Operational shutdowns, such as when a fleet vehicle breaks down, a forklift won’t start, or a handheld warehouse scanner throws a software error, can significantly impact a business's productivity and profitability. That is why maintenance teams want to track critical assets closely, monitoring their condition over time and performing preventive maintenance or emergency repairs when necessary. Without careful tracking, unplanned downtime and costs can stack up fast. 

That is why many organizations use computerized maintenance management software (CMMS) to track maintenance schedules for their tools and capital assets. This can work well for some organizations, but it only tracks things that can go wrong with assets, not the assets as a whole. For example, who is using your tools? When and where? Are they punctual in returning them, or are critical pieces of equipment going missing? 

A CMMS itself can’t provide that level of equipment tracking. But if you integrate a CMMS with a smart locker system, you can truly have cradle-to-grave management for all your sensitive tools, electronics, and other business equipment. 

This article explores what a smart locker is, how a CMMS and a smart locker system can work together, and offers some best practices for implementing this modern management system at your company.


What is a CMMS? 

A CMMS, or computerized maintenance management system, is a system that helps companies centralize maintenance information and processes with the objective of optimizing equipment uptime. Several factors are driving the adoption and advancement of CMMSs across industries. They manage work orders and help organize activities across multiple sites. 

The maturity level of CMMS usage varies from company to company. Those with more mature approaches are looking for incremental gains in the standardization and efficiency of their maintenance operations. Less mature companies frequently want increased visibility into their maintenance activities. Regardless of maturity level, all companies benefit by using a CMMS to standardize and document their processes, which leads to less equipment downtime and more efficient repair cycles.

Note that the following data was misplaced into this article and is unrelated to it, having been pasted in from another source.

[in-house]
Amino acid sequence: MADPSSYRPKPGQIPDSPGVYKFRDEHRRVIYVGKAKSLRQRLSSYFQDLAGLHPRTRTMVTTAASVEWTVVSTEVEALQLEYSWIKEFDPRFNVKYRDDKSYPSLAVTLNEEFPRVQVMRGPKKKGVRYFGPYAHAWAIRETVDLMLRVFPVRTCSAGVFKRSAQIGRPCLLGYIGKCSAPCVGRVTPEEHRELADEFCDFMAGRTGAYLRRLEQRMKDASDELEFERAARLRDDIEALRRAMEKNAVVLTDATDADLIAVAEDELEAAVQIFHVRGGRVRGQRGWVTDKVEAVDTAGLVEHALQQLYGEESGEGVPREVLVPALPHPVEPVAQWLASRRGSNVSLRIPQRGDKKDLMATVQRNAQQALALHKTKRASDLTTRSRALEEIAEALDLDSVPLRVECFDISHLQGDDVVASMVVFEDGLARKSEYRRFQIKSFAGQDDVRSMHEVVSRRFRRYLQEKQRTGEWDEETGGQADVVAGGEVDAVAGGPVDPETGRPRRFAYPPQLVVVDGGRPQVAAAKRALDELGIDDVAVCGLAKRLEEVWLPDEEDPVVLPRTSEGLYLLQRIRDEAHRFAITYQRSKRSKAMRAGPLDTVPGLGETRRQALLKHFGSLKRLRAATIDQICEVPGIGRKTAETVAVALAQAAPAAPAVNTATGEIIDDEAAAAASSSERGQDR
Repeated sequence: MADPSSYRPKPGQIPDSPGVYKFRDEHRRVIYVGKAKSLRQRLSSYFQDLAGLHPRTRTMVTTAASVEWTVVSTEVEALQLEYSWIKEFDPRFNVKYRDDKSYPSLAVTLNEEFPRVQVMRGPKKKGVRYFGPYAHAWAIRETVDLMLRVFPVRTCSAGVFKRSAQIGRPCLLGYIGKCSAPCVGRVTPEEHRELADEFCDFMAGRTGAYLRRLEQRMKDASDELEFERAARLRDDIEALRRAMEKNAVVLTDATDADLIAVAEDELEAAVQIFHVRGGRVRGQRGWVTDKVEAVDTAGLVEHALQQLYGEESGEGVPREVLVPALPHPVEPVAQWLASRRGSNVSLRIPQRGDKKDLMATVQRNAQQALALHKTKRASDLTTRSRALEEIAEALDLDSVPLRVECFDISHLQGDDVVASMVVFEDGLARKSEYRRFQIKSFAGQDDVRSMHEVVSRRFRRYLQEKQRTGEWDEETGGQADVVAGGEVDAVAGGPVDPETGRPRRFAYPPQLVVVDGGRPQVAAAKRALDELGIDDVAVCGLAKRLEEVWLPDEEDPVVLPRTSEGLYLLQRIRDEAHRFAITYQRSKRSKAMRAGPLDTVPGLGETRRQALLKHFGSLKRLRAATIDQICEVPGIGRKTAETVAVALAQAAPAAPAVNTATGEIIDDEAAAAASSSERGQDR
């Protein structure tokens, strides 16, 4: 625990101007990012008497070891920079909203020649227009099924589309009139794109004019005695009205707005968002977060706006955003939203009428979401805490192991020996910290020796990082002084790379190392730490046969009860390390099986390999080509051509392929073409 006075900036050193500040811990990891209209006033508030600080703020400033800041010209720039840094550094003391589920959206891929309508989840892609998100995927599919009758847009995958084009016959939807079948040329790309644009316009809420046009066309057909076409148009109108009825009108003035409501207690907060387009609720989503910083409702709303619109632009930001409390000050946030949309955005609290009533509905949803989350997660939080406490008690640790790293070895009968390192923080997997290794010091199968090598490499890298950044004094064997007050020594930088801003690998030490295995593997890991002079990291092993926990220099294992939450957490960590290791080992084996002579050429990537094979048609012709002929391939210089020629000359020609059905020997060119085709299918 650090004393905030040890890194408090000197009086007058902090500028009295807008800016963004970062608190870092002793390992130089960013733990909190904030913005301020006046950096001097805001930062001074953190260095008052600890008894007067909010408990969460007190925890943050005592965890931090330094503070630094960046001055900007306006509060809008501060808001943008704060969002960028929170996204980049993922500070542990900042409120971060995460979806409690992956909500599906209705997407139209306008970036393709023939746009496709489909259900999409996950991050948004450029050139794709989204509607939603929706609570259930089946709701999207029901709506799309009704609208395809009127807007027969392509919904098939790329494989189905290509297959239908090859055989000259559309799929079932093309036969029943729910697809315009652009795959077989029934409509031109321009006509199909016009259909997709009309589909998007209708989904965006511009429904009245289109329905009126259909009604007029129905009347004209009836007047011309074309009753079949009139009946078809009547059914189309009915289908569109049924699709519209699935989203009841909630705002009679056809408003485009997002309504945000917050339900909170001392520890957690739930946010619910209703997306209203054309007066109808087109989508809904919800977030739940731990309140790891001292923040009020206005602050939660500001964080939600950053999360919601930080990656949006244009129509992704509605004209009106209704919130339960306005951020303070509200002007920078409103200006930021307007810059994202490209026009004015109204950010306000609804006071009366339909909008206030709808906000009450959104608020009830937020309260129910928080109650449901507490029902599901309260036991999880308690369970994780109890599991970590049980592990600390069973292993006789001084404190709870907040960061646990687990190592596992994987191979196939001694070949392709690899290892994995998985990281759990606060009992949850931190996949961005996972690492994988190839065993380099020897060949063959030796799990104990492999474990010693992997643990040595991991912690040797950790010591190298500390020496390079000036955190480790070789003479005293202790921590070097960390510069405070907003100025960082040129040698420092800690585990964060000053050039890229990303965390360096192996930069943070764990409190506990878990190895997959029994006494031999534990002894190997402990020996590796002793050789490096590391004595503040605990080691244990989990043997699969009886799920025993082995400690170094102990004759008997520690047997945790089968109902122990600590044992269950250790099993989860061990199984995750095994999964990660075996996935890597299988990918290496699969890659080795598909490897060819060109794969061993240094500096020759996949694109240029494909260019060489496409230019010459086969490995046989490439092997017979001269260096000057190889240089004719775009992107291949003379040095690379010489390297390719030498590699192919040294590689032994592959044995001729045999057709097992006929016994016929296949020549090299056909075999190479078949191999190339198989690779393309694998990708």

Using a CMMS is about more than managing maintenance work orders. Ultimately, a CMMS brings operations and maintenance activities closer to more seamless overall processes. They manage equipment assets and ensure maintenance meets key performance indicators (KPIs), particularly on your parts spend. Often, a CMMS is integrated into enterprise resource planning (ERP) systems and enterprise asset management (EAM) software. Increasingly, many businesses are looking to integrate them with smart locker systems for better overall management. 

Learn More: Optimizing Asset Maintenance Management for Growth


What is a smart locker system? 

Smart Locker Systems are Used on Different Industries

A smart locker system is a secure storage and distribution system with an integrated computer and sensor network. This smart technology network allows the locker to monitor and manage itself, making real-time adjustments for better inventory control. 

For example, smart lockers can dynamically adjust which assets are available for signout to distribute wear and tear across your entire inventory. They can flag items requiring maintenance and alert administrators to any irregularities in usage patterns. 

While a traditional locker might simply store a laptop with basic PIN code security, a smart locker system offers significantly more functionality. It secures and charges the laptop and tracks who signs it out and when. Administrators can set user-specific access permissions and receive notifications if the laptop isn’t returned on time, thus enhancing security and management efficiency. All of which provide superior workforce enablement.


Core components of smart lockers 

Let’s examine the components needed to make a locker system, going from the least to the most smart components. 


The lockers